Understanding the Equine Foot Part 7

As we near the end of this educational series on Understanding the Equine Foot I am hoping that it has been a good series for you all to have watched and from which, perhaps, you've learned much about the inner workings of your horses' hooves. 

Remembering that the hoof capsule is a protective covering for the foot and, as such, should basically be of the same shape and form, it is imperative to truly understand the shape and form of the inner foot. This way one can not only assess his or her horse's care by a professional but, also, help professionals be able to more thoroughly understand the equine foot for optimal health and functioning! 

This way, too, when looking at your horse's hooves you can SEE what needs to be done if your horse is 'off' in any way. 

Just as we learn about our own children, and what best suits their individual needs, it is just as important to understand our horse's individual needs and be able to tend and maintain situations for those unique needs. While horses may differ from breed or size or type the inner foot of all equine remains pretty much the same. 

This part of the series, Part 7, talks about the Center of Articulation (COA) and how that relates to the hoof. It also talks about what happens when the ratios are 'off' i.e. the toes grow too long - what happens to the tubules of the hooves (easy to see and read) and what long toes means for the INSIDE of the capsule; the foot - how the sole thins, the heels grow shorter but longer, the breakover negatively affects the rest of the capsule and more. 

Quoted from "The Laminitis Site" http://www.thelaminitissite.org/reading-the-foot.html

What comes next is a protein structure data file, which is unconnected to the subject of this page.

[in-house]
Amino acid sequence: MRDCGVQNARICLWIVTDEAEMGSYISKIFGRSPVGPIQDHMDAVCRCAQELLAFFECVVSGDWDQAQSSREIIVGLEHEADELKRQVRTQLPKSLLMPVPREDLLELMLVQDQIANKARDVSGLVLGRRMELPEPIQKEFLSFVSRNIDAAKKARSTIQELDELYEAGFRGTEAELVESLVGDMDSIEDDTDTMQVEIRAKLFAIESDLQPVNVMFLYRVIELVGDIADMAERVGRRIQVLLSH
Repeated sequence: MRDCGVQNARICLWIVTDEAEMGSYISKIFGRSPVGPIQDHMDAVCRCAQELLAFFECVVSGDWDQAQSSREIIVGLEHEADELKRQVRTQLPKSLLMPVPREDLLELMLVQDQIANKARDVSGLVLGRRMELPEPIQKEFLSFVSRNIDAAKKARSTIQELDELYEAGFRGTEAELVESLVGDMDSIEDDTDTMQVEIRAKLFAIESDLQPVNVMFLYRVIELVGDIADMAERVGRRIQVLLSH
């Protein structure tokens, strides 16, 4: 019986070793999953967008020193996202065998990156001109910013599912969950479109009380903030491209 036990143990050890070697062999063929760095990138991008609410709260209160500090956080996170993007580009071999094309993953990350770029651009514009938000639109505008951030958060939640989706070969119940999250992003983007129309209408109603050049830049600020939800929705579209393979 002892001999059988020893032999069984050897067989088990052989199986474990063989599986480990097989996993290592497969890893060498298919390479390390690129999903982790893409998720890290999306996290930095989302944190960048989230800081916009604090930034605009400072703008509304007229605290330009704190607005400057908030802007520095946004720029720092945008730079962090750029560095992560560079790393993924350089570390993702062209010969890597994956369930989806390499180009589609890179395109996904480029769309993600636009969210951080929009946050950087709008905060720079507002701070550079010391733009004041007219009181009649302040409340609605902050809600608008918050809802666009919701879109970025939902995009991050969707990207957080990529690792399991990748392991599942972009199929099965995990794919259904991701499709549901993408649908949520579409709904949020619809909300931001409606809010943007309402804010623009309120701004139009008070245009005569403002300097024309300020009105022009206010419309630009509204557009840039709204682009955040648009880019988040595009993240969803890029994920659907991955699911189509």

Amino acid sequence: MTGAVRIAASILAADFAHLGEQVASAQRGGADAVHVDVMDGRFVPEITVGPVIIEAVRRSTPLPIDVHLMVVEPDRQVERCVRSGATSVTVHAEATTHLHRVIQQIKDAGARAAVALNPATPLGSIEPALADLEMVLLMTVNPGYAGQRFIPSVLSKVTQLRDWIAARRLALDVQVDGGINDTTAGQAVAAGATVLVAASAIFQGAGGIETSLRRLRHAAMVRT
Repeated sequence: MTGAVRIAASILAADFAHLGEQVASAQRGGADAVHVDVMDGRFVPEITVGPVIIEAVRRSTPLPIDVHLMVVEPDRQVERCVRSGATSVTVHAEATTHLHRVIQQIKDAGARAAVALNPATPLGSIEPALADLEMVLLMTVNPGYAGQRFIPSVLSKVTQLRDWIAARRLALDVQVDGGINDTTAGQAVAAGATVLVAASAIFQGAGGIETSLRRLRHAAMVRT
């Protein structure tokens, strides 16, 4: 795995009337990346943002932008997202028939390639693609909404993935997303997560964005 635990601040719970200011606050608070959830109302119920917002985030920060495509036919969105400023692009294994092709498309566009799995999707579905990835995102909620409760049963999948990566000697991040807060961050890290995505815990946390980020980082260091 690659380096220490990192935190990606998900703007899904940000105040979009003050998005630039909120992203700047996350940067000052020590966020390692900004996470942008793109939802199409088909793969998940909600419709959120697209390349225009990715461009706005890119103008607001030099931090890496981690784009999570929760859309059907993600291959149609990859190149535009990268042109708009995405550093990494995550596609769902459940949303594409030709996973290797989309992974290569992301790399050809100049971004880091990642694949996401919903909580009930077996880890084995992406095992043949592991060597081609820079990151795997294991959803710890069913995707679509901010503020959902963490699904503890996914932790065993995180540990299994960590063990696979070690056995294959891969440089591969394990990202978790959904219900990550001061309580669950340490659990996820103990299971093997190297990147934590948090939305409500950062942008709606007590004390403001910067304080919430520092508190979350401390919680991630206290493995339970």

"It has been suggested that half the weight bearing surface of the foot should be behind the widest part of the foot (WPOTF)/centre of articulation (COA). 

Is the hoof smart?  Adaptability of the Equine Foot – Dr Debra Taylor
40-50% of the weight bearing surface of the foot should be in front of the widest part of the foot, and 50-60% behind it.

The widest part of the foot (pdf) - ELPO
The widest part of the foot (presentation) - Gene Ovnicek

Gene Ovnicek mapped the widest part of the foot (WPOFT) on the sole, and found that the average distance from this point to the tip of P3 on x-rays ranged from 1.65" (size 000 foot) to 1.93" (size 6 foot).  He found that the WPOTF was not necessarily the COA, the distance between the WPOTF and the COA varied from 0.13" to 0.41" in his research, and was related to the palmar angle.  
He found that with a palmar angle of >5 degrees, the WPOTF was behind the COA, otherwise it was in front.
He concluded that:
the tip of P3 is a reliable distance in front of the WPOTF;
the WPOTF is not always directly beneath the COA;
the palmar angle affects the position of the WPOFT in relation to the COA;
the tip of the frog was often around 1" in front of the COA (on a size 0 to 2 foot.)"